Anthony J. Pennings, PhD

WRITINGS ON DIGITAL ECONOMICS, ENERGY STRATEGIES, AND GLOBAL COMMUNICATIONS

Subsidizing Silicon: NASA and the Computer

This post investigates the Cold War’s “Space Race” that established the microprocessor industry’s foundation by subsidizing the production and quality control of the computer “chip.”

The MAD Origins of the Computer Age

The policy of “Mutually Assured Destruction” (MAD) and specifically the advancements in the Minute Man II missile led to the development and refinement of silicon integrated circuits and ultimately the microprocessor “chip.”

JFK’s Contribution to Global Communications

On November 22, 1963, shortly after noon, President John F. Kennedy was assassinated as he rode in a motorcade through downtown Dallas. Although he was only president for three years, he had an extraordinary influence on the development of our modern technological age, especially the rise (literally) of global communications and the fulfillment of Clarke’s vision.

Apollo 13: The Write Stuff

The cybernetic process of guiding a spacecraft to the Moon is exemplified by some clever F/X and acting, but more than that it tells the story of a certain break with “reality” and a new trust in the techniques and instrumentalities of hyperreal simulation.

WSJ in the Ether about Inventing the Internet

Controversy emerged recently with Gordon Crovitz’s opinion piece in the Wall Street Journal entitled “Who Really Invented the Internet?” Crovitz’s article is part of the backlash to President Obama’s somewhat poorly phrased speech but nonetheless accurate assertion, “The Internet didn’t get invented on its own. Government research created the Internet so that all companies could make money off the Internet.”

Smith Effect III: Adam Smith, the Census Machine, and the Beginnings of IBM

This post further develops the thesis that Adam Smith’s new conception of the wealth set the foundation for modern information practices and calculating technologies.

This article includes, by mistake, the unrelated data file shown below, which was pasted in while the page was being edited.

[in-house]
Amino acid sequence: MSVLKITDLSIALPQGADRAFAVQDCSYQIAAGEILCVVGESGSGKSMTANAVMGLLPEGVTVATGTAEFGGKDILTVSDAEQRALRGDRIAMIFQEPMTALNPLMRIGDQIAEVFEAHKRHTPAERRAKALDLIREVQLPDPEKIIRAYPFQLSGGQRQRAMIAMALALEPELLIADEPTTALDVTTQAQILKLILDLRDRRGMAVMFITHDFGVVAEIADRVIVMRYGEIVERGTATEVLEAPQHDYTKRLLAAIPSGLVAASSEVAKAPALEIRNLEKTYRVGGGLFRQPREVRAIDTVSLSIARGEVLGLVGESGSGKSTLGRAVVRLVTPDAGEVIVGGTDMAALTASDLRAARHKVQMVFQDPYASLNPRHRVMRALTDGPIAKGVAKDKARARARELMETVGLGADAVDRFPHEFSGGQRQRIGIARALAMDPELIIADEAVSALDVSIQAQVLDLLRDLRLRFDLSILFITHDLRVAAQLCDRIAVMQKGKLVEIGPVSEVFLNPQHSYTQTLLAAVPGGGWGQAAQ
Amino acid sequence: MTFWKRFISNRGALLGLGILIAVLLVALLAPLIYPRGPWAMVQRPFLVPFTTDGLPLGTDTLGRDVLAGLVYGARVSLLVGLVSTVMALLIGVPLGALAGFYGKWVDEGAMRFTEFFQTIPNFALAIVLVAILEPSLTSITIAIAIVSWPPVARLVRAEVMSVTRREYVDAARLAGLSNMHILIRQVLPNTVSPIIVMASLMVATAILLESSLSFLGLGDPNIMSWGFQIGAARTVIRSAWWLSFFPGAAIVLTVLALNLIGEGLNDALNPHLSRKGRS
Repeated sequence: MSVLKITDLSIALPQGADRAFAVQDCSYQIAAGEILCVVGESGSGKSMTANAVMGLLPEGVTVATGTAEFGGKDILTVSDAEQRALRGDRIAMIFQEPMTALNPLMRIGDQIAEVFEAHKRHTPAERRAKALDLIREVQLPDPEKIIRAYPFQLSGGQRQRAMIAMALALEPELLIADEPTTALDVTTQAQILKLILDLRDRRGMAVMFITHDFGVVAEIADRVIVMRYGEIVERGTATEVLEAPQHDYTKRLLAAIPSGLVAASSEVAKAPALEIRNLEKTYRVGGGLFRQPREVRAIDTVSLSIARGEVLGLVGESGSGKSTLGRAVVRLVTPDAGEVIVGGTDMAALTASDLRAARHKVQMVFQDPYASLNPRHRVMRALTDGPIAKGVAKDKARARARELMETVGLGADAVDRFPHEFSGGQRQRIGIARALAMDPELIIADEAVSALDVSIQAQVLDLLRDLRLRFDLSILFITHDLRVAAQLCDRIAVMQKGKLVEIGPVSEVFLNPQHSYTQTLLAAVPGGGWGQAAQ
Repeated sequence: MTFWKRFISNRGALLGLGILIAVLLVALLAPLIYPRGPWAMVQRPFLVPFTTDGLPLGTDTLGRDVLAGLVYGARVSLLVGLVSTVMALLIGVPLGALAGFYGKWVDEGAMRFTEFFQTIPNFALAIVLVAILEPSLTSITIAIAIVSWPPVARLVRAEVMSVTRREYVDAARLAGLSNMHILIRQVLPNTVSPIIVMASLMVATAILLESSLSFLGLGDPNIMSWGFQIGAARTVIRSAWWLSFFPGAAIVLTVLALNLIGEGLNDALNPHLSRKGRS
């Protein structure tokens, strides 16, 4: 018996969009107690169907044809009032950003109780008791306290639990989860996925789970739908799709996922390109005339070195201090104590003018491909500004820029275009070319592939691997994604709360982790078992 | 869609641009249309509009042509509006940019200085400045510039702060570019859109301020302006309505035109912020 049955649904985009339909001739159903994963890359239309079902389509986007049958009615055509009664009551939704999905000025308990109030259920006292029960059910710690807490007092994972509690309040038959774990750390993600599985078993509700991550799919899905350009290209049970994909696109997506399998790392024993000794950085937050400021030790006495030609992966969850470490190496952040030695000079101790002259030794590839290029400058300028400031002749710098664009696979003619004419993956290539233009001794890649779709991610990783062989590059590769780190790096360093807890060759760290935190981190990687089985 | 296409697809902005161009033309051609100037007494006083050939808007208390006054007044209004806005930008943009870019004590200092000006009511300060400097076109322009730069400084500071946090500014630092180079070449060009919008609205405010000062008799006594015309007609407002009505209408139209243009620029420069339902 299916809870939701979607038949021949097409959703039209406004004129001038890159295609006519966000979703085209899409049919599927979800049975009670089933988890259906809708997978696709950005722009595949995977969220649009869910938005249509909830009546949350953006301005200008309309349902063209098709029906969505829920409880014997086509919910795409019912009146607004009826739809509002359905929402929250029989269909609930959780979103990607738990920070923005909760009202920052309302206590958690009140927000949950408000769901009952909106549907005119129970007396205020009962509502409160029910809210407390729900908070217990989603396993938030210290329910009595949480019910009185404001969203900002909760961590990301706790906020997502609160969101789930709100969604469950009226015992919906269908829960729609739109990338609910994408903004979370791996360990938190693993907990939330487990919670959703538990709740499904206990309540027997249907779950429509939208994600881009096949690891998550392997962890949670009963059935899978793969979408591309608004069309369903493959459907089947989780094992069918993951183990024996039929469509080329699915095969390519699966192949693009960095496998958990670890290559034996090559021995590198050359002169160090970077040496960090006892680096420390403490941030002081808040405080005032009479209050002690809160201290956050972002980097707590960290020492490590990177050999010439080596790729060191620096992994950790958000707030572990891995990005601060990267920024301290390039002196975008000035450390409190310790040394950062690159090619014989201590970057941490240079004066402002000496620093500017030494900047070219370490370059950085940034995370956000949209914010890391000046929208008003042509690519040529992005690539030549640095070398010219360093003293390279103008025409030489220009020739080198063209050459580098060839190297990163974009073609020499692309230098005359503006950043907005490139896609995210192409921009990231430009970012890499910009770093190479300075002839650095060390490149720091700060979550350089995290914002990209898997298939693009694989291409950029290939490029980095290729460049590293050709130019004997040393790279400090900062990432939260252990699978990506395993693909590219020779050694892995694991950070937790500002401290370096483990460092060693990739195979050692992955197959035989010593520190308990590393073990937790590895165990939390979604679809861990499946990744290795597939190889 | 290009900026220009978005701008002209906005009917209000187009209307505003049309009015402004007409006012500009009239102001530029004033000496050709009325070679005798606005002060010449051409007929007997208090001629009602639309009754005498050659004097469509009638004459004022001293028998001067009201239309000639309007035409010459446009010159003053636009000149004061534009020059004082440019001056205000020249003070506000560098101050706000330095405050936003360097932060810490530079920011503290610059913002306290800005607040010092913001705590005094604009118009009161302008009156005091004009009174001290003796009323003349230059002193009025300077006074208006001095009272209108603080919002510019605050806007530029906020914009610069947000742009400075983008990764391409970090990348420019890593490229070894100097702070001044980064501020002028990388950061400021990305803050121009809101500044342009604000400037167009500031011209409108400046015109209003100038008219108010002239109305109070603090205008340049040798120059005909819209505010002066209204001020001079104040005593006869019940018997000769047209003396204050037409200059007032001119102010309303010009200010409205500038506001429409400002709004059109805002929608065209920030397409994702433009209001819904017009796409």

Why AT&T Invented and Shared the Transistor that Started the Digital Revolution

The transistor emerged from the research efforts of AT&T, the corporate behemoth that was formed by JP Morgan and guided by US policy to become the nation’s primary telecommunications provider. Fed by AT&T’s monopoly profits, Bell Labs became a virtual “patent factory”, producing thousands of technical innovations and patents a year by the 1930s. One of its major challenges was to find a more efficient successor to the vacuum tube.

Seeing from Space: Cold War Origins to Google Earth

President Eisenhower had been secretly coordinating the space program as part of the Cold War since the early 1950s. He had become accustomed to the valuable photographic information obtained from spy planes and considered satellites a crucial new Cold War technology. The D-Day invasion of Europe, which he had managed as the head of the […]

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  • About Me

    Professor at State University of New York (SUNY) Korea since 2016. Moved to Austin, Texas in August 2012 to join the Digital Media Management program at St. Edwards University. Spent the previous decade on the faculty at New York University teaching and researching information systems, digital economics, and strategic communications.

    You can reach me at:

    apennings70@gmail.com
    anthony.pennings@sunykorea.ac.kr

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    The opinions expressed here do not necessarily reflect the views of my employers, past or present.